There's no difference in the quality of the ophthalmic lens vs. Oakley. Oak's have a unique mirror coating and AR coating. They use polycarb lens material, which is the safest in terms of impact resistance/safety, but has the poorest optical quality. The higher the Rx, the more these optical flaws present themselves, that's why non Rx Oak's seem pretty good.

The Rx Oak's, like any other Rx lens, has to pass specific tests for safety and therefore there is no difference in the optical quality between the Rx lenses (of the same material, the Oak's will have their unique mirror coats etc. which in my opinion is not worth the money. You can get a comparable product at half the cost, you are basically paying for the name).

FYI. there are several thousand different VSP plans, most I've come across only cover frames every 2 yrs, with lenses every year, so you have to check you individual plan.
 

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skiahh said:
Yep, there are horror stories. And if people are getting their surgeries done by optometrists, that might explain why. Only opthamoligists can perform medical procedures as far as I know.
True. But I'm sure he meant ophthalmologist. It's a common mistake. It's also a common mistake to think that optometrists can't perform medical procedures. They (we) treat all kinds of medical eye conditions and perform several medical procedures, just no surgery. I'm also an OD that's not motivated enough to do it yet (chicken? Yeah, I guess), although I feel like it's a great procedure with a very high success rate and very low incidence of serious complications. The vast majority of those who have it done are extremely happy with it and I recommend it to my patients who are interested in it and understand that even though it's very safe and very effective, it's not perfectly safe nor perfectly accurate and no on can guarantee that you will end up at 20/20 and not be the 1 in 1000 who has an unfortunate outcome. And yes, you can get a pretty dang nice bike for what it costs when you go to a rebutable surgeon. Don't do the bargain basement surgery. You only get one set of eyes.

When I'm not wearing my contacts, I either just wear my glasses or a pair of prescription sunglasses. I got an Rx insert for my Rudy Project Kerosenes but I haven't had my prescription lenses put in it yet. I'll let you know how it works once I try them. Seems like it'll be a little bulky. I like the Rx'able sunglass frames that many of the top sunglass makers offer like Oakley, Zeal, Vuarnet, and Rudy Project, etc. If your Rx isn't too high this will work well. If it is, you may want to consider the inserts.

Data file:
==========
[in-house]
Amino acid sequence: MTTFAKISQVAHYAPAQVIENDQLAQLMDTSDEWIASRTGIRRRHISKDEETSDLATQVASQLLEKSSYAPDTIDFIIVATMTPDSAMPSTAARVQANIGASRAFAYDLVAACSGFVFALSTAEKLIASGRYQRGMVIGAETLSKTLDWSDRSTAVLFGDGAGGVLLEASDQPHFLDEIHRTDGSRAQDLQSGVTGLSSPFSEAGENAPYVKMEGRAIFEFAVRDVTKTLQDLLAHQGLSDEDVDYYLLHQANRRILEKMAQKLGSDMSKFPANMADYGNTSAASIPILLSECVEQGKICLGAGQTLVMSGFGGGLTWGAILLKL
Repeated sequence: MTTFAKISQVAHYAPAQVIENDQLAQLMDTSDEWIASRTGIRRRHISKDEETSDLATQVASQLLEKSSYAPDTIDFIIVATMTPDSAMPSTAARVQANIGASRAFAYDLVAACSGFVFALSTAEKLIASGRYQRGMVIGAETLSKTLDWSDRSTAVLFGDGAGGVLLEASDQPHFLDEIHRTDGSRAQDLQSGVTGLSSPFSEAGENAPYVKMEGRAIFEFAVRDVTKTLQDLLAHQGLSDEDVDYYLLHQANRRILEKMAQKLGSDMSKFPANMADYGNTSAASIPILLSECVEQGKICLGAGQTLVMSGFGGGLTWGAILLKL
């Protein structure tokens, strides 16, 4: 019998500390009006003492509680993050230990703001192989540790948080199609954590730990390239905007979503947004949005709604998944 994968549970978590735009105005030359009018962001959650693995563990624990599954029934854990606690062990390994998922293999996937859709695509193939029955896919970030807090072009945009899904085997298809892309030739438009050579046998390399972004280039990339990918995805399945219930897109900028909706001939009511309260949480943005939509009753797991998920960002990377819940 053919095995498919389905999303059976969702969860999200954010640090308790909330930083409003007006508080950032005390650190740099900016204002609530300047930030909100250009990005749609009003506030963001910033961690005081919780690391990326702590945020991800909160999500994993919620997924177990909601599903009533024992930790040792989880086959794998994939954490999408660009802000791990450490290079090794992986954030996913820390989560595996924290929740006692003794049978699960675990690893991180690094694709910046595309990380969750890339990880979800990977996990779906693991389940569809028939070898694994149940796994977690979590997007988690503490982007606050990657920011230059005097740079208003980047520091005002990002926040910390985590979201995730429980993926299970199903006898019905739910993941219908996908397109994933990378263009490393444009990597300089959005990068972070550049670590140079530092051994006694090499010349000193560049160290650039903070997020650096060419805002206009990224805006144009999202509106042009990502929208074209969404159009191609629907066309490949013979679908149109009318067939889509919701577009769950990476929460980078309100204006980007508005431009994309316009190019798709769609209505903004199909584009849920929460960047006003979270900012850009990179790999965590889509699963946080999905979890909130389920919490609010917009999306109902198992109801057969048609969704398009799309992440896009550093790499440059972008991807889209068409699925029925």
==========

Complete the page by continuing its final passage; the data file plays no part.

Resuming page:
l l l l l
Check out the Jenson, USA link below for the Rudy Project inserts. V V V V V
 

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beeristasty said:
Some Rudy Projects have prescription inserts and I believe Oakley can outfit their sunglasses with prescription lenses.
I have a pair of Rudy's with prescription lenses in the frames. Not all Rudy's require the inserts!! Go to RudyRx.com for the details...they've got some styling frames!!
 

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2nd That

KRob said:
True. But I'm sure he meant ophthalmologist. It's a common mistake. It's also a common mistake to think that optometrists can't perform medical procedures. They (we) treat all kinds of medical eye conditions and perform several medical procedures, just no surgery. I'm also an OD that's not motivated enough to do it yet (chicken? Yeah, I guess), although I feel like it's a great procedure with a very high success rate and very low incidence of serious complications. The vast majority of those who have it done are extremely happy with it and I recommend it to my patients who are interested in it and understand that even though it's very safe and very effective, it's not perfectly safe nor perfectly accurate and no on can guarantee that you will end up at 20/20 and not be the 1 in 1000 who has an unfortunate outcome. And yes, you can get a pretty dang nice bike for what it costs when you go to a rebutable surgeon. Don't do the bargain basement surgery. You only get one set of eyes.